Technique of Reconstruction
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SKIN RECONSTRUCTION OVERVIEW
Skin cancer excision creates a tissue defect that may require surgical repair. Each of the many reconstructive techniques is used for different types of skin cancer defects. The surgical repair can be done by the Mohs dermatologist or may require reconstruction by a plastic surgeon. Certain defects do not require surgical repair at all as the body heals itself. Careful planning is necessary to achieve great results and to avoid problems.
This is the most straightforward technique of closure of a skin defect. It usually requires additional resection of skin, beyond the necessary margins of excision of a lesion. The resection of skin is done to change the defect shape from a round or an oval into a fusiform shape that can be closed as a line. Sutures are used to bring the deep tissue layers together first, followed by more superficial layers of the skin. Traditional external sutures over the line of closure can be used as a final layer. Sometimes, only internal sutures are required to bring the wound edges together.
When tissue is removed surgically from the face, such as in skin cancer removal, an open wound (or defect) remains. Reconstruction (or closure) of the defect may be done using a local skin flap.
An island flap is created by using the adjacent healthy tissue to repair a defect. It is the workhorse flap of advanced skin cancer reconstruction. The island flap is usually triangular or a tear-drop shape. Its hallmark is avoidance of additional skin excision and even distribution of repair tension. The island flap uses fewer incisions and creates less scarring than local skin flaps.
A regional flap is similar to an island flap, but is used when a much larger section of tissue is required. Very invasive or advanced skin cancers on the nose can result in deep and large nasal defects. This requires major nasal restoration and several stages to repair. The technique which has been most reliable in this type of repair is the regional flap. All three layers of the nose (the cutaneous outer skin, the structural support, and the inner lining) may need to be replaced. A section of tissue, including the deeper layers, is partially released from either the forehead or the nasolabial area of the cheek while the area proximal (closest) to the defect remains temporarily attached to the body’s vascular supply. It is then used to replace the large area of missing tissue while retaining its vital blood supply.
When tissue is removed surgically from the face, as is done in skin cancer removal, an open wound (or defect) remains. Reconstruction (or closure)
of the defect may be done using many techniques, depending on it’s size, depth, location and surrounding skin type. If the defect is superficial and in an area of tension, such as the nose, a skin graft may be used to complete the reconstruction.
When a skin cancer is removed from the ear or nose, the remaining defect may be deep enough to involve the cartilage below. Cartilage is the stiff, supporting structure which creates the shape of the outer ear and nose. When a portion of this cartilage is removed, it often needs to be replaced in order for the structure to maintain its previous shape.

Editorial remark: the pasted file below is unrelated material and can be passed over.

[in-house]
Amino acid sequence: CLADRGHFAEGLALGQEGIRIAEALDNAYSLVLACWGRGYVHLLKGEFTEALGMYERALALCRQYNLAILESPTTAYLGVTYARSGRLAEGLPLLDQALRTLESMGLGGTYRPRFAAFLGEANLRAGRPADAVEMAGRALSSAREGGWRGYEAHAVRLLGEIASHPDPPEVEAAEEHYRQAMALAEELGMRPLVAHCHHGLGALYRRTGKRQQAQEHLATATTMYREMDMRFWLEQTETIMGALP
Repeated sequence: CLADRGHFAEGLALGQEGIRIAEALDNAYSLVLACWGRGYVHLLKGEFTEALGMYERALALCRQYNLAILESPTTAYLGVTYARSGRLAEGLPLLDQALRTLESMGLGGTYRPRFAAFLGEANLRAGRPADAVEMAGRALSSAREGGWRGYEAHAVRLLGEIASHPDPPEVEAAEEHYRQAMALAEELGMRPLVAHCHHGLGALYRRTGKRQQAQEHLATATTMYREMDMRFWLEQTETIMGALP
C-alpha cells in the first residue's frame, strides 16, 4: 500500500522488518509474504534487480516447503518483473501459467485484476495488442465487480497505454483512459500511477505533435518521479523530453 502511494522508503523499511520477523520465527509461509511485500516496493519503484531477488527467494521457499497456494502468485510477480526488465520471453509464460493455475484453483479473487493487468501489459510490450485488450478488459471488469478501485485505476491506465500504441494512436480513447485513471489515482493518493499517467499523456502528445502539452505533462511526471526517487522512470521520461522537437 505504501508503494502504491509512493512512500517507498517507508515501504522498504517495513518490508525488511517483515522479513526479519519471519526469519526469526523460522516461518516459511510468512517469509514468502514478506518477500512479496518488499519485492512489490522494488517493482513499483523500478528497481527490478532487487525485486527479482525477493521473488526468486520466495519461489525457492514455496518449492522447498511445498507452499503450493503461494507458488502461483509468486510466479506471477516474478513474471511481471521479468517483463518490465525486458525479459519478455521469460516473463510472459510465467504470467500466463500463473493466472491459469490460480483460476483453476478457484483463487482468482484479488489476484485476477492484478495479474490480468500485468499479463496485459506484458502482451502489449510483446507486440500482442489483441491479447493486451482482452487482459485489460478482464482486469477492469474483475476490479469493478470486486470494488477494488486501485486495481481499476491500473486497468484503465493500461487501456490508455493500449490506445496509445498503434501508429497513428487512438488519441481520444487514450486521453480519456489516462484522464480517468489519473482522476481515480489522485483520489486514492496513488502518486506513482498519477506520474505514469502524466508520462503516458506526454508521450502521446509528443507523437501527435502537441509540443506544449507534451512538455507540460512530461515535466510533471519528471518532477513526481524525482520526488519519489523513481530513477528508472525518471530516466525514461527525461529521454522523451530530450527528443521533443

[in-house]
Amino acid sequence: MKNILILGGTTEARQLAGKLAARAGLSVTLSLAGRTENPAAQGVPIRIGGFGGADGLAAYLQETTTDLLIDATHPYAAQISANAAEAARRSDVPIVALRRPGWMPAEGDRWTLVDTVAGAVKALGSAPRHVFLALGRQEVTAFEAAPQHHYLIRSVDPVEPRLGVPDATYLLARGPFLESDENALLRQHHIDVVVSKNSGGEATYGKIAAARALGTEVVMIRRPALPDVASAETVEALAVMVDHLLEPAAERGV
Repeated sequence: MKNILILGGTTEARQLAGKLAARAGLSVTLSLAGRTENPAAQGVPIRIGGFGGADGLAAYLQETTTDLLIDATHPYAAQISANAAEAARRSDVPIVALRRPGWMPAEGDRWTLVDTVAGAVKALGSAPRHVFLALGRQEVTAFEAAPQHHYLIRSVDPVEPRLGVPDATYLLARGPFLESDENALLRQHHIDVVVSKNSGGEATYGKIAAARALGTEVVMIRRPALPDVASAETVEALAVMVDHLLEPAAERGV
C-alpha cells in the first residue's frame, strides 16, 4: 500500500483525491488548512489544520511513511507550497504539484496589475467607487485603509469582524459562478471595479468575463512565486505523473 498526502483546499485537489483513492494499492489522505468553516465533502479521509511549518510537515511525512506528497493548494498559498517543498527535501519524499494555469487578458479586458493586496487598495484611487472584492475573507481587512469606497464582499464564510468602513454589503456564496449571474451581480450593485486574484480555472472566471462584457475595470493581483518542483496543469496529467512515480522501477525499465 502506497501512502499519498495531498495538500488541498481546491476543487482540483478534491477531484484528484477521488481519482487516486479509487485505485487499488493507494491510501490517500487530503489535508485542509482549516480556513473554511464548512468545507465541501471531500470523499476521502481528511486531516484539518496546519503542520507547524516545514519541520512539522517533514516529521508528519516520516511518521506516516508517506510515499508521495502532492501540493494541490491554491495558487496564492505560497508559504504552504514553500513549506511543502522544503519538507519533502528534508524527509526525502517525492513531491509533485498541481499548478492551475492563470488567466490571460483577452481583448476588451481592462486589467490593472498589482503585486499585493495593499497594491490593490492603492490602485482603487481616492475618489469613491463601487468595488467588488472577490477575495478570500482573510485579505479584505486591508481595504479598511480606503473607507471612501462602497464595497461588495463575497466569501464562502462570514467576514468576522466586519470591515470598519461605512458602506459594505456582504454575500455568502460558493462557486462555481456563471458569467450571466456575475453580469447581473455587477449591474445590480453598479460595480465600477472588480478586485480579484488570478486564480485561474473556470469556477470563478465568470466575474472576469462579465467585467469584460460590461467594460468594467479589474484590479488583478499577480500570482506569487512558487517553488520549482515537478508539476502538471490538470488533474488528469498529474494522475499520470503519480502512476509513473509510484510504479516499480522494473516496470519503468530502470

Some of the more invasive or advanced skin cancers result in defects which may require complex multi-flap reconstructions. A complex defect is determined by size, lack of structural integrity due to missing mucosal lining, cartilage, fat and muscle, or small defects on the nose or eyelid where simple closures will leave aesthetically displeasing results.
PDS (poly-dioxanone) absorbable plates (Ethicon) have recently been approved by the FDA for septal and nasal reconstruction.
When tissue is removed surgically from the face, such as in skin cancer removal, an open wound (defect) remains. If the defect is very small and superficial, there may be an option to let the wound heal on its own, rather than having it surgically repaired. This natural healing of defects is called secondary intention healing. It may be a good choice for patients who are poor surgical candidates or who are not concerned with an optimal cosmetic outcome. Sometimes, secondary intention healing can actually produce superior cosmetic results. Experienced reconstructive surgeon can help the patient make that decision.
There are circumstances when a large area of tissue on the face is damaged or surgically removed. Some possible causes are cancer removal, immune and inflammatory diseases, radiation, and trauma. Reconstruction of these defects is challenging and requires a free tissue flap.
When skin cancer involves a large portion of the auricle, surgical treatment options include either Mohs excision or subtotal or total resection of the auricle. Each surgical approach has its unique advantages. Prosthetic reconstruction of the auricle offers the aesthetic rehabilitation option that can change the surgical treatment approach to skin cancer of the auricle.
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